Not long ago, the financial world was abuzz with optimism surrounding Apple’s (NASDAQ:AAPL) incredible financial performance, its huge cash stockpile and how the company will continue to sell mobile devices by the truckload in the coming years. Consequently, Apple’s stock soared almost 60% since the start of the year reaching impressive valuations.
Since then, Apple’s stock has shed almost 15% of its stock value from its highs. The fall is not entirely surprising considering the huge run that the stock had seen over the last few months; however, fears that iPhone sales may slow down this quarter due to rumors about an early summer launch for the iPhone 5 are gaining in strength. While such near-term swings in Apple’s revenues may happen, we believe that investors need to see the big picture and understand the long-term market trends before making investment decisions. Below we take a look at some of the key trends that are driving our $700 price estimate for Apple.
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Emerging markets and LTE hold the key to iPhone sales
We expect iPhone’s global mobile phone market share to increase to around 13% by the end of our forecast period. However, the iPhone is Apple’s flagship product and contributes more than 50% of our price estimate. So, even a small out-performance (or under-performance, for that matter) with respect to its market share will have a huge impact on Apple’s valuation.
The company has been posting an average annual growth of close to 90% in iPhone sales over the last three years despite short-term swings in sales. For example, in the quarter preceding the iPhone 4S launch, Apple’s iPhone sales saw a sequential decline as customers withheld purchasing an iPhone in anticipation of the launch. However, Apple more than made up for the decline in the next quarter, posting its best ever quarter of iPhone sales banking on the previous quarter’s pent-up demand. We have seen this play out in the previous years as well.
We see the current negative market sentiment reflecting this short-term trend but remain optimistic that the long-term story will play out, not only because of the historical trend but also because of Apple’s focus on penetrating markets outside the U.S. as well.
Rapid expansion of operations in overseas markets, the addition of new carriers and iPhone sales in emerging markets such as China present huge opportunities to increase market share. (see Apple Can Penetrate Emerging Markets by Riding Side Saddle with More Carriers) Apple has already added two of China’s three carriers to its list of carriers that sell the iPhone and a deal with China Mobile is on the cards after the recent Qualcomm announcement. China holds a lot of promise considering the huge 2G subscriber base that the carriers there are trying to transition to 3G (3G penetration is currently only 14% in China).
Apple’s increased presence in China helped shore up revenues from the Asia Pacific region this quarter, which grew 32% over the previous quarter and made up for most of the sequential decline in developing market sales. (see Apple To $700 Fair Value As iPhone Growth Crushes Earnings And Doubters)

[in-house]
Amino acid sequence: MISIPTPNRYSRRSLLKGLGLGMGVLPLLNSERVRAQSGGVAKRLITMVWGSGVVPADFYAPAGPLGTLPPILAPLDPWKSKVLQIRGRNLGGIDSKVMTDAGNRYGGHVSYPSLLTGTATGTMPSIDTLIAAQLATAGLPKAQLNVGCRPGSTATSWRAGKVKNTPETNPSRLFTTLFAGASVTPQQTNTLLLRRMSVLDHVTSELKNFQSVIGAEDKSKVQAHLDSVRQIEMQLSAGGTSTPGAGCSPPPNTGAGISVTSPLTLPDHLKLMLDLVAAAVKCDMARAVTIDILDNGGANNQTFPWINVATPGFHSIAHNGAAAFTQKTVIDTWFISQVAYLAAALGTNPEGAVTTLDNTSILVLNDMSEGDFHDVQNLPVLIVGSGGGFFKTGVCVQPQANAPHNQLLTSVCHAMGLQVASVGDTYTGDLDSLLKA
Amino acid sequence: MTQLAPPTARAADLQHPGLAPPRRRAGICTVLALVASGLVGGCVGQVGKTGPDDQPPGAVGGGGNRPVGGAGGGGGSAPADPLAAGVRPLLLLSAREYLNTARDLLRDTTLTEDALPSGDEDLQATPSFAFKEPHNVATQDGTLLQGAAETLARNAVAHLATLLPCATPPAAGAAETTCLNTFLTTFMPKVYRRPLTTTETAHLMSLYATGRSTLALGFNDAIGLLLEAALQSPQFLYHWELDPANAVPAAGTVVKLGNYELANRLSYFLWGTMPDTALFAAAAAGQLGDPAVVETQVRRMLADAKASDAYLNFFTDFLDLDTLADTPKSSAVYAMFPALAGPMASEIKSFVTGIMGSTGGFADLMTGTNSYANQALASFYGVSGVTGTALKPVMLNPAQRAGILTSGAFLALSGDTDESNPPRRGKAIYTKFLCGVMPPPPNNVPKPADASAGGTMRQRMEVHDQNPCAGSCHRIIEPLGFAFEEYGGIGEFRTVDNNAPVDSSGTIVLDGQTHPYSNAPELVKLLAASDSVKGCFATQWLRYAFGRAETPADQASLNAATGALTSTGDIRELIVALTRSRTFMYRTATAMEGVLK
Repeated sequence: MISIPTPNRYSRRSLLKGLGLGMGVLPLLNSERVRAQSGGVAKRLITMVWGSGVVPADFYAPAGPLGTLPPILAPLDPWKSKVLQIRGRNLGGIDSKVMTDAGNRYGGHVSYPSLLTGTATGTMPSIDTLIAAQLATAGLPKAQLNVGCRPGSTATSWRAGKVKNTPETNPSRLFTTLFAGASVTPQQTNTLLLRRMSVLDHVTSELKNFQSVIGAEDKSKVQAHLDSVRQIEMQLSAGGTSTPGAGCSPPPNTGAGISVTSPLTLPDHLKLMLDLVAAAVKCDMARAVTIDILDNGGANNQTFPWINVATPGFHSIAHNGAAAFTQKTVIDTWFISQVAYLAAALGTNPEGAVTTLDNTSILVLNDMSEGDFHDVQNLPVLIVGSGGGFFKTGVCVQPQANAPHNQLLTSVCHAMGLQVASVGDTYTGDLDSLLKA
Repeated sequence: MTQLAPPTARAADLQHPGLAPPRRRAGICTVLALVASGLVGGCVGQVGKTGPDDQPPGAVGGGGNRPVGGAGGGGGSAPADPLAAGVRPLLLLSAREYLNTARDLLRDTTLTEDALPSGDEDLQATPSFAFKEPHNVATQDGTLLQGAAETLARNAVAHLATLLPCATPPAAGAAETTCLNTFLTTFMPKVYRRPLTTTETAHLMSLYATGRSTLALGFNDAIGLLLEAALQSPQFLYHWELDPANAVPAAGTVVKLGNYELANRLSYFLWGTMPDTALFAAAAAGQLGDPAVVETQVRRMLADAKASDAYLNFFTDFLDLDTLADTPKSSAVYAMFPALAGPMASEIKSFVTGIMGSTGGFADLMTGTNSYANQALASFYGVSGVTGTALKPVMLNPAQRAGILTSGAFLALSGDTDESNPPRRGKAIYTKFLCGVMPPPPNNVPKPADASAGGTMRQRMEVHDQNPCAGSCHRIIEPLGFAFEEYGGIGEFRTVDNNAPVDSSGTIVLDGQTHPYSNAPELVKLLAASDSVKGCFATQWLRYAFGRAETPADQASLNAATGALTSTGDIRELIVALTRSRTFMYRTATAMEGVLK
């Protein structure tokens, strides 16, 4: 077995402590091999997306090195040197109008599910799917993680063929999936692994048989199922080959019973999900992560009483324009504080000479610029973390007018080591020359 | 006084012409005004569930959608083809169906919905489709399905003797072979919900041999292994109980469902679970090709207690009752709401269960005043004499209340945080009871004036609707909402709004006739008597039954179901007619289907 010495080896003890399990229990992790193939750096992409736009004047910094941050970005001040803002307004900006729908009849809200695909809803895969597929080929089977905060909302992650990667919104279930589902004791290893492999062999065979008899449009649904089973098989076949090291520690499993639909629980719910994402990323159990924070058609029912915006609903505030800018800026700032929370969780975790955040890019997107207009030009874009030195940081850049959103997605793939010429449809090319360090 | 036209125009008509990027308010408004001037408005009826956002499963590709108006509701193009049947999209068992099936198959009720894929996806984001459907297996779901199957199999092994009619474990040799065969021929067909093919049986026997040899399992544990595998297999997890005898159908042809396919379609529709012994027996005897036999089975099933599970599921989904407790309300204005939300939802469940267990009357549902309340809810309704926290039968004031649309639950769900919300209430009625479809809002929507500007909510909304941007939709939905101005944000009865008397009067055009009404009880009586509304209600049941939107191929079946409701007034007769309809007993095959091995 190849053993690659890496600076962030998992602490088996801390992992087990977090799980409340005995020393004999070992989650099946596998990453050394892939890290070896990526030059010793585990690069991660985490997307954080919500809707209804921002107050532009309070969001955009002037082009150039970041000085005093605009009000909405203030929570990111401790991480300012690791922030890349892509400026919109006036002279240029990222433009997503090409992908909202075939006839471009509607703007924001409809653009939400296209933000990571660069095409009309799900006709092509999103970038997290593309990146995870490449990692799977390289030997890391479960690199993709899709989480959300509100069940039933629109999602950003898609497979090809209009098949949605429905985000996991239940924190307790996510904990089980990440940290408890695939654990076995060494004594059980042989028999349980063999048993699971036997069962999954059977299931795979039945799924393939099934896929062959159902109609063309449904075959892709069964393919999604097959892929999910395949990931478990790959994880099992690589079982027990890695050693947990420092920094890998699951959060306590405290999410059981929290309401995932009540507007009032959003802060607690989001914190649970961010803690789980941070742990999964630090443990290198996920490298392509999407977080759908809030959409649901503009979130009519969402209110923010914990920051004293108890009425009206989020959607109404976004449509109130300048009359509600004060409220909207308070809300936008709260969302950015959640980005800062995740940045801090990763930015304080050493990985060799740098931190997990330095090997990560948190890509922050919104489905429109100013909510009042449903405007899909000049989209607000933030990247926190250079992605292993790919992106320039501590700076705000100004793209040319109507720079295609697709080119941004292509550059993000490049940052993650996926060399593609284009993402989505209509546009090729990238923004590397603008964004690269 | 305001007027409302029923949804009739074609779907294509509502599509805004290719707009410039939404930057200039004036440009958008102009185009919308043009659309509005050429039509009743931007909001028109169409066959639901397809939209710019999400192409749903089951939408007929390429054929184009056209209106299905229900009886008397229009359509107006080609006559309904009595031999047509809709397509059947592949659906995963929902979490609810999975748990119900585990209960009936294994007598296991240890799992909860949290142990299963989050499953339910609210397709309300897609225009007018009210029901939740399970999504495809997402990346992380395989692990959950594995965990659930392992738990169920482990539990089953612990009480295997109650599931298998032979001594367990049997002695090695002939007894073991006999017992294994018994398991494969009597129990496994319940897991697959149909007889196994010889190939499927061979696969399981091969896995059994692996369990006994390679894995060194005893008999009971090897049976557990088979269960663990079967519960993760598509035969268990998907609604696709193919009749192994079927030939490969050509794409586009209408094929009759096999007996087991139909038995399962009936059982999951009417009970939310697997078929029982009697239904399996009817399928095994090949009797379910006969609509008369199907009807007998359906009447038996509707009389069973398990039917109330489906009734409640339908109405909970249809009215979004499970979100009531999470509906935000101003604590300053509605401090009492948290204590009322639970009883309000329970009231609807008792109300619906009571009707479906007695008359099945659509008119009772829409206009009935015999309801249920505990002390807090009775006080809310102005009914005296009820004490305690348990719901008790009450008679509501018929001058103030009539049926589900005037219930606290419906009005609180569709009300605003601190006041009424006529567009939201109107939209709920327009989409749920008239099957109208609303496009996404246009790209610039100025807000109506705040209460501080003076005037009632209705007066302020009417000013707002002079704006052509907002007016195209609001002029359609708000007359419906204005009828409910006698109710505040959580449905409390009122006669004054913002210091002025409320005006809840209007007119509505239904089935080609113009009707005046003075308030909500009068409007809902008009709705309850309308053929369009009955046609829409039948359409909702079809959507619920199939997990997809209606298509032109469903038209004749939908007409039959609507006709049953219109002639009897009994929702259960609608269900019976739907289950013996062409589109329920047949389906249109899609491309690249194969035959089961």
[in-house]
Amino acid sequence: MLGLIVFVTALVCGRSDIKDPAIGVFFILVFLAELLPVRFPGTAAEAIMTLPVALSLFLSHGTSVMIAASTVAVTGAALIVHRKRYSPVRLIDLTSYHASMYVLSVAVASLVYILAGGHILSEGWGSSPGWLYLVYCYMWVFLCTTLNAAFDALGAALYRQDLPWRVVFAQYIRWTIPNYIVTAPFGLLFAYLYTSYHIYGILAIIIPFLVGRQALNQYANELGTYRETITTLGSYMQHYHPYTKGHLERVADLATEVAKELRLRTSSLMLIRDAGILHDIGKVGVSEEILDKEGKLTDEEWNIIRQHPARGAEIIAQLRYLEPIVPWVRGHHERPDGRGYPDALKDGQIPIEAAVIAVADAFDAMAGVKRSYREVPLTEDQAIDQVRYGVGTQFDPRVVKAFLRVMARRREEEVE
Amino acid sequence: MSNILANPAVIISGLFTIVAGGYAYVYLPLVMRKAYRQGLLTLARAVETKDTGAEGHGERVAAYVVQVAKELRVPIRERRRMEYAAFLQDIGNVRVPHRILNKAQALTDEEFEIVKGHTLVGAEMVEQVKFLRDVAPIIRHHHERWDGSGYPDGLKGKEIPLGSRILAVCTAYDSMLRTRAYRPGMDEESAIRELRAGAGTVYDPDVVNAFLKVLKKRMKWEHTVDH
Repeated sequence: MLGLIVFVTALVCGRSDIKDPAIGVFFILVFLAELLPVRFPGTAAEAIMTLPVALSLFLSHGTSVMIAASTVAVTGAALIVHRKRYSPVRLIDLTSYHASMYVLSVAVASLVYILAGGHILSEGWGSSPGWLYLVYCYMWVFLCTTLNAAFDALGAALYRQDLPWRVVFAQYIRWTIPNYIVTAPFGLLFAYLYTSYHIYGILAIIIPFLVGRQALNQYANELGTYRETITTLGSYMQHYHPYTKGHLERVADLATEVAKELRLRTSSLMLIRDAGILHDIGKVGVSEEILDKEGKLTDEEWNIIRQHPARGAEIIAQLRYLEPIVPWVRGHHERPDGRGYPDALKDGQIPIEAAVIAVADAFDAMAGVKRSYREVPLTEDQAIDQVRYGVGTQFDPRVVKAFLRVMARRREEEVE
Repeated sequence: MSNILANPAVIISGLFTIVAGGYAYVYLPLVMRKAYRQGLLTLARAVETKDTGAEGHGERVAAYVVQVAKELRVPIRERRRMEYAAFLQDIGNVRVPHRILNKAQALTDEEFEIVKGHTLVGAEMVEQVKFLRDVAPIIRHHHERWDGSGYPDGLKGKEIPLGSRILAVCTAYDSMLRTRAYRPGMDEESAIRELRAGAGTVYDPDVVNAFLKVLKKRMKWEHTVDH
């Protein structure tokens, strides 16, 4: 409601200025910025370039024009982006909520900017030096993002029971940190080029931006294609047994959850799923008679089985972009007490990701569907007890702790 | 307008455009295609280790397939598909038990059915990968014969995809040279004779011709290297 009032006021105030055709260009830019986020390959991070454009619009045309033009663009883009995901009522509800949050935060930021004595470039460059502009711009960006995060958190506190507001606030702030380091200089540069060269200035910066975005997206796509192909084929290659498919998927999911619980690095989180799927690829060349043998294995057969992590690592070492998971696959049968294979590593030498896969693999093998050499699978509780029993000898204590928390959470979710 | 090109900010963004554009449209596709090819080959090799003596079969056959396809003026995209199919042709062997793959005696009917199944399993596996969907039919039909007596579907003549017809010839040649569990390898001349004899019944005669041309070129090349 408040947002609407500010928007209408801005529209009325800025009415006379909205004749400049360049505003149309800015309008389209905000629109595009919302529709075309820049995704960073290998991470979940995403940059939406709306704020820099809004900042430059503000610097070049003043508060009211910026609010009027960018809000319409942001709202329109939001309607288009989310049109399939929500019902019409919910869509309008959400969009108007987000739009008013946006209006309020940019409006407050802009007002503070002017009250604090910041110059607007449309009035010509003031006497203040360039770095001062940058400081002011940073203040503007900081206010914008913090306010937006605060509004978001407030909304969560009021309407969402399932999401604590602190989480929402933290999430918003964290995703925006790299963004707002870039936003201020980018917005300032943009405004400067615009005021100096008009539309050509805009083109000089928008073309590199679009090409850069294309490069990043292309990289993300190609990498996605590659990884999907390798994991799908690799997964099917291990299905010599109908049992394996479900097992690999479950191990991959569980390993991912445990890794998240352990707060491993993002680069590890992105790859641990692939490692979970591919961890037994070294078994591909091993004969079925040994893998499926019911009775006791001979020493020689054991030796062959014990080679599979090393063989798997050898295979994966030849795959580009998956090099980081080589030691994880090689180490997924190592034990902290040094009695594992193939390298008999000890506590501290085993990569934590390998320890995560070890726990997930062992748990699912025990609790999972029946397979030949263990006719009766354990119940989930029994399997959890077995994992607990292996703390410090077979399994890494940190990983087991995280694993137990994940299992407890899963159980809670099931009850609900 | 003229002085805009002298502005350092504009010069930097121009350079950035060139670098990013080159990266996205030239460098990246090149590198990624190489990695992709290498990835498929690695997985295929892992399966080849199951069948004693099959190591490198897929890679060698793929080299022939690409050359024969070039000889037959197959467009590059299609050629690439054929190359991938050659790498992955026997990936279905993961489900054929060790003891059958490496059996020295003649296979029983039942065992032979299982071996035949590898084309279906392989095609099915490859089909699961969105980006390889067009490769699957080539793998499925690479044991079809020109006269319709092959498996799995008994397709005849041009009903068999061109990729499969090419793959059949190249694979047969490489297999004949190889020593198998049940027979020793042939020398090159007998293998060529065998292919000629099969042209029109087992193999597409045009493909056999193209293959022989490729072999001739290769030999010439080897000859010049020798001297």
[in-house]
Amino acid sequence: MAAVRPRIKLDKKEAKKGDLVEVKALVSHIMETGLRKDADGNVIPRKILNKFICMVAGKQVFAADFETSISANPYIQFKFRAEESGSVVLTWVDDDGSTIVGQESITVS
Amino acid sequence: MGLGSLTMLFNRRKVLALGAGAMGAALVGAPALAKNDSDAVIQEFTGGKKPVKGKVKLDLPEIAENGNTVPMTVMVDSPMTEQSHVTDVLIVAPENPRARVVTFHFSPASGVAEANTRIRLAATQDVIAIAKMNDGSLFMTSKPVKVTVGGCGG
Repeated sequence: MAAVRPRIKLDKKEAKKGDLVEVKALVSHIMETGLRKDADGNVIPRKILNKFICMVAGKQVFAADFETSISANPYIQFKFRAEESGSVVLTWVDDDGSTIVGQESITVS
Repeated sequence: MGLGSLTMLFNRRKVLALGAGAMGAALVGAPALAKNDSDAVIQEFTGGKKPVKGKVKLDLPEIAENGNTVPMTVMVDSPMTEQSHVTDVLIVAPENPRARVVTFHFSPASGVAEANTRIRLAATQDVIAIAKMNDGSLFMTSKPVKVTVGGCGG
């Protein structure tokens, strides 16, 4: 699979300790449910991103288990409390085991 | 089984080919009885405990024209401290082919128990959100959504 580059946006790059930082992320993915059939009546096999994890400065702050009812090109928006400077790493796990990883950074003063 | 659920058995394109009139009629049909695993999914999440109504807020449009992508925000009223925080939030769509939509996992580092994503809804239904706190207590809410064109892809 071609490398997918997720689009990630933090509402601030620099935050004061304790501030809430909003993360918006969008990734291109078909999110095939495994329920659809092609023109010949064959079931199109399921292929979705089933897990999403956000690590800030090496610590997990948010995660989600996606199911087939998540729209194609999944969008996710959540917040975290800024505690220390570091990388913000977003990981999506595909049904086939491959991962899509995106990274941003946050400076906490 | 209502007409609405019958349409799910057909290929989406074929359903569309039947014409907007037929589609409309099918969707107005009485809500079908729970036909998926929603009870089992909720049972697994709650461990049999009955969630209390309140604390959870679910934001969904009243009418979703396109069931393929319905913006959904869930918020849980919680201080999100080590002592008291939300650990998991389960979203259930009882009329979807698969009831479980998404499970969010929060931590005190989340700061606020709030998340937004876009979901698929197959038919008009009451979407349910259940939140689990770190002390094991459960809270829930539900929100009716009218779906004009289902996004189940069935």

Meanwhile, developed markets may see little traction for competing smartphones such as the BlackBerry and the Lumia, further bolstering Apple’s share. The release of a LTE-enabled iPhone 5 later this year could also see Apple beat previous quarterly records, as carriers promote their 4G networks widely this year.
Little competition in a nascent tablet market
The iPad debuted in early 2010, spawning a new market segment of mobile devices and sending Apple’s stock even higher. Many competitors have tried to enter this still young market segment but none have come close to threatening the iPad’s dominance. Even the much touted Kindle Fire, a 7-inch $199 Amazon tablet which was released in November last year, made hardly a dent to the iPad which set a new record of more than 15 million unit sales during the holiday quarter.
In the most recently concluded quarter, IDC estimates only 750,000 Kindle Fire shipments to Apple’s almost 12 million iPad shipments giving us reason to believe that Apple doesn’t need to develop a 7-inch iPad. (see Apple Doesn’t Need To Enter The Low-Cost Smaller Tablet Market)
The iPad is the second most valuable business for Apple after the iPhone and going forward, we see the iPad performing well in the absence of meaningful competitors in the tablet market and the very nascent stage that the market is in. However, a very potent threat in the form of Microsoft’s Windows 8 looms on the horizon.
Microsoft plans to launch Windows 8, which will be made available on both PCs and tablets, later this year. A lot of PC as well as smartphone manufacturers are expected to jump in on the offering to tap the nascent tablet market. Microsoft has a widely installed PC base in place that it can leverage to pose a big threat in the young market. Moreover, it can also leverage its partnership with Nokia to push for an integrated experience across all devices, mobile or PCs, in order to create a viable third ecosystem.
Microsoft’s threat, while very portent, should not have a big impact on Apple’s valuation considering the less than 13% contribution of the iPad to Apple’s price estimate.